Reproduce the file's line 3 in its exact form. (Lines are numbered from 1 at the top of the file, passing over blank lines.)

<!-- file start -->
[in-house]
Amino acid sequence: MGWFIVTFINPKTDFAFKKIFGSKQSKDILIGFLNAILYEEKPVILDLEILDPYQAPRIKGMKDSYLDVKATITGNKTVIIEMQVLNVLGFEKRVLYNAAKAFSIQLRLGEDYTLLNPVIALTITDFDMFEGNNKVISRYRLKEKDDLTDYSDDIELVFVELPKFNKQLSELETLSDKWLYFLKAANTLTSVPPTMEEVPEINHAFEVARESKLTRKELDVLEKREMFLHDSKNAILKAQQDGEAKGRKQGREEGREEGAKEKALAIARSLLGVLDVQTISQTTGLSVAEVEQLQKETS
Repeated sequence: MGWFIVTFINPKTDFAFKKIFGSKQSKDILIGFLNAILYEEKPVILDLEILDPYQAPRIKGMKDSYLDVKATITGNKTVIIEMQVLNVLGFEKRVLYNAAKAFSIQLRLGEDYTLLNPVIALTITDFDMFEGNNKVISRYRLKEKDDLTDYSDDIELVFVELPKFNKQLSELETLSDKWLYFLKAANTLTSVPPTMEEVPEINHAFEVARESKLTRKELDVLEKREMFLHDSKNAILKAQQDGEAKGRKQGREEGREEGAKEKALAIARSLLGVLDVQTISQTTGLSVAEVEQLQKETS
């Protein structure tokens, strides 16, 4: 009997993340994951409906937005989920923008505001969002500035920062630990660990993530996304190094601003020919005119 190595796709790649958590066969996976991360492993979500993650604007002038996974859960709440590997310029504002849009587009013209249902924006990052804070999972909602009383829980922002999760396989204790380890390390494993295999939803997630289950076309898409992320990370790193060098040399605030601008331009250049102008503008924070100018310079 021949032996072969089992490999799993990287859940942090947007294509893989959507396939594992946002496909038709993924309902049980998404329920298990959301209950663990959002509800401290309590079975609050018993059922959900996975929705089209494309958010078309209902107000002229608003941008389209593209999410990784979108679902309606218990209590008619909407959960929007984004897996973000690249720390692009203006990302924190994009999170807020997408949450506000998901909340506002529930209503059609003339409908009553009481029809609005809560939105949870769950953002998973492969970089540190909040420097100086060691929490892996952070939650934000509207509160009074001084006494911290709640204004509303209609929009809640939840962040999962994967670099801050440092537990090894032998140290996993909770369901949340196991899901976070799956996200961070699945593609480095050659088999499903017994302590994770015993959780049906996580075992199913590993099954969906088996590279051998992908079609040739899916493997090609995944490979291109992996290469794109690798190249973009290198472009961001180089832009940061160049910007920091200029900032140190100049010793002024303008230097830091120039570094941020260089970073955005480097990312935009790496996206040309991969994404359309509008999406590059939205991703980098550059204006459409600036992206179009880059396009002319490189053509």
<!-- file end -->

Repeated sequence: MGWFIVTFINPKTDFAFKKIFGSKQSKDILIGFLNAILYEEKPVILDLEILDPYQAPRIKGMKDSYLDVKATITGNKTVIIEMQVLNVLGFEKRVLYNAAKAFSIQLRLGEDYTLLNPVIALTITDFDMFEGNNKVISRYRLKEKDDLTDYSDDIELVFVELPKFNKQLSELETLSDKWLYFLKAANTLTSVPPTMEEVPEINHAFEVARESKLTRKELDVLEKREMFLHDSKNAILKAQQDGEAKGRKQGREEGREEGAKEKALAIARSLLGVLDVQTISQTTGLSVAEVEQLQKETS